And I couldn’t play it on the radio, but then I thought, “what if I did a cheerleader number for Casting Call? What if I got a water bottle and sprayed water over my face in a really gay way?” I rehearsed every day for a month, like, “I don’t know if they’re gonna like it, I don’t know if they’re gonna get it.” And then I did it, and it was so much fun, and it won. I love the pom-poms, I love the costume [pictured]. I love getting to scream-lipsync lyrics, and everyone’s reaction when I whip out the water bottle. Pineapple Honeydew-Delight said that it was her favorite number that she had ever seen at Casting Call, and it still is. 

Which is such an honor, and I still feel so normal about it. It’s something that just makes me so happy. When I do weird stuff that’s obviously a trans allegory to other trans people, it makes me so happy. My finale number for Zephyr went a similar way. “The girls who got it, got it.”

Twisted was the first king to make the final four in Mx. Zephyr.

The finale for Zephyr was originally supposed to be a design challenge, but week-of based on a vote (that did not go in my favor), it was changed to a talent show. For a while, I joked on the idea of giving a 5-minute reading of my undergraduate Honors thesis. But Jade once made a joke about how being a student is being unemployed, so I didn’t think that would go over well. So I was thinking about my talents, and I went, “what if I do burlesque?”

What I do with OBurlesque is more nerdy, neo-burlesque. I don’t take off a lot of my clothes, and when I do, the reveal is very fast. It’s way more choreography and dance-heavy. For this, I was like, I want it to be burlesque. I got advice from Sappho Le Fae about the fans and the bedazzling and the stage presence. You need to keep people’s attention, the whole time.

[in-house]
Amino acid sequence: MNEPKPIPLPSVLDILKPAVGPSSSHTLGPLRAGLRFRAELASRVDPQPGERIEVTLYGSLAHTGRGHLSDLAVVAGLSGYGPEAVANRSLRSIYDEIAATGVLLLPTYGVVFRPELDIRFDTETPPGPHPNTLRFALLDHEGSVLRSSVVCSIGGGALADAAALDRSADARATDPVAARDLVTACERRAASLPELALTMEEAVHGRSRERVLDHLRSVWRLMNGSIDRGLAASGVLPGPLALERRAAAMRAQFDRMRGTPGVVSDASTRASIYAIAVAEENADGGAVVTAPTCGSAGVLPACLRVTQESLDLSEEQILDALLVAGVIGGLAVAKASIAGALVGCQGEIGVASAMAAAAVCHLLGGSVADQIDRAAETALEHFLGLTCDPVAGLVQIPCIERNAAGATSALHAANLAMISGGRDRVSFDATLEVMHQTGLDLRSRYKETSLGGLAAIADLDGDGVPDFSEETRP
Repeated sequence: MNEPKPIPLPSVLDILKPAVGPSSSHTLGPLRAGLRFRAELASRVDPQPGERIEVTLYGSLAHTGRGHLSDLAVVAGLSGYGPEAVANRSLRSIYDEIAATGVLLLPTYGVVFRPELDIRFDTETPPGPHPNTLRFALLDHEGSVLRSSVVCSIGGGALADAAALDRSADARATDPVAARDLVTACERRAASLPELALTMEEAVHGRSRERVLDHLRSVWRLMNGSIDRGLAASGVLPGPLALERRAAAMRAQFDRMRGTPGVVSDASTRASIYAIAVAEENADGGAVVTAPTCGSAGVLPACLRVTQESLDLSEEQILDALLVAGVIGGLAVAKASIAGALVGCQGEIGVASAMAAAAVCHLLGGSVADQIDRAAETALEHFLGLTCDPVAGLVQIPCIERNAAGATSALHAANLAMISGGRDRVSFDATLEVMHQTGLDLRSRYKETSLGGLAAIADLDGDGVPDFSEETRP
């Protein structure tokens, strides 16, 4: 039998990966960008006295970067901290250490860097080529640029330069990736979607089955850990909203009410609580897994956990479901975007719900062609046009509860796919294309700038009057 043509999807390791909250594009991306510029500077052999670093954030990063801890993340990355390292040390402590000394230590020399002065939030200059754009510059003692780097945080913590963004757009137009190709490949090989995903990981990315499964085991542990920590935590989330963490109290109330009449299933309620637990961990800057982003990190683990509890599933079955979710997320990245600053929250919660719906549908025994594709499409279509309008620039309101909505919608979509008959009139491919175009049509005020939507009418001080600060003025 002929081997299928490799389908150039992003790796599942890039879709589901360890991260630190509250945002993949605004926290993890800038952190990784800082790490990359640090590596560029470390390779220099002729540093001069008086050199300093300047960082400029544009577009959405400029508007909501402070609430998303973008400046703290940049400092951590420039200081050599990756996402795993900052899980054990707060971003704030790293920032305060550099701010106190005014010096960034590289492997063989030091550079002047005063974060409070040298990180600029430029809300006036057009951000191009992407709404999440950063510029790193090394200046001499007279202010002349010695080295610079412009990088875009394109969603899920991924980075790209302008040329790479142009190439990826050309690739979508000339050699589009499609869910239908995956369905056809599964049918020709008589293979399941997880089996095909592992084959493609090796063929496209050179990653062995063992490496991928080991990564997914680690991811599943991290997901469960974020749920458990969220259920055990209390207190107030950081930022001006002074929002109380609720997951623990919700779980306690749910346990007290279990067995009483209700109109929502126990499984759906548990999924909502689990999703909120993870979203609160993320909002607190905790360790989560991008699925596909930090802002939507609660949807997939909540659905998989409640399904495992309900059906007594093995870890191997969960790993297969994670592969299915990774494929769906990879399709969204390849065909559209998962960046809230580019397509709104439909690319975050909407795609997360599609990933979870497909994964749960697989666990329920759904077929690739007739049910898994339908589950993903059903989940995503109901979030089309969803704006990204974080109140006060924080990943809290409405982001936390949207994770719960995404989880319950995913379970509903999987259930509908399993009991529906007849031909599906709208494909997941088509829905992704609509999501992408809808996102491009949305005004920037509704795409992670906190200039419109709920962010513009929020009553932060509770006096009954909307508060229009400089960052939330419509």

It was “Throw Me Away” by Korn, so, a slower song. I wanted this performance to be very raw, because I was being very vulnerable. In my reveals, I got down to a bra and my underwear, and that was it, in front of over 100 people, and that was the most I’d ever stripped down in front of the most people. I had the bedazzled pasties and everything, but still, I was like, “I need something at the end of this number, to tie it together and push it over the edge.” 

Before I started, I preset onstage this container of black paint. At the end of the number, I just dunked my hands in it and went ham, just smearing it all over myself. And it was very symbolic, for a song that is about feeling like nothing. I wanted to make it multivalent in the way that, like, people could understand it in different ways. For me and for Jade, it was a number about being trans and the complicated relationships we have with our bodies. For other people, it can be about relationships with other people, which is kind of more of what the song is about, it kind of alludes to toxic or abusive relationships, and when other people throw you away and make you feel like nothing. I wanted this to be something that people remember and that sticks with people, for any reason. It was a good way to go out of the competition, showing people who I was as a performer.

Being one of the first two kings in the competition, Twisted initially felt pressure to compete against Himbo.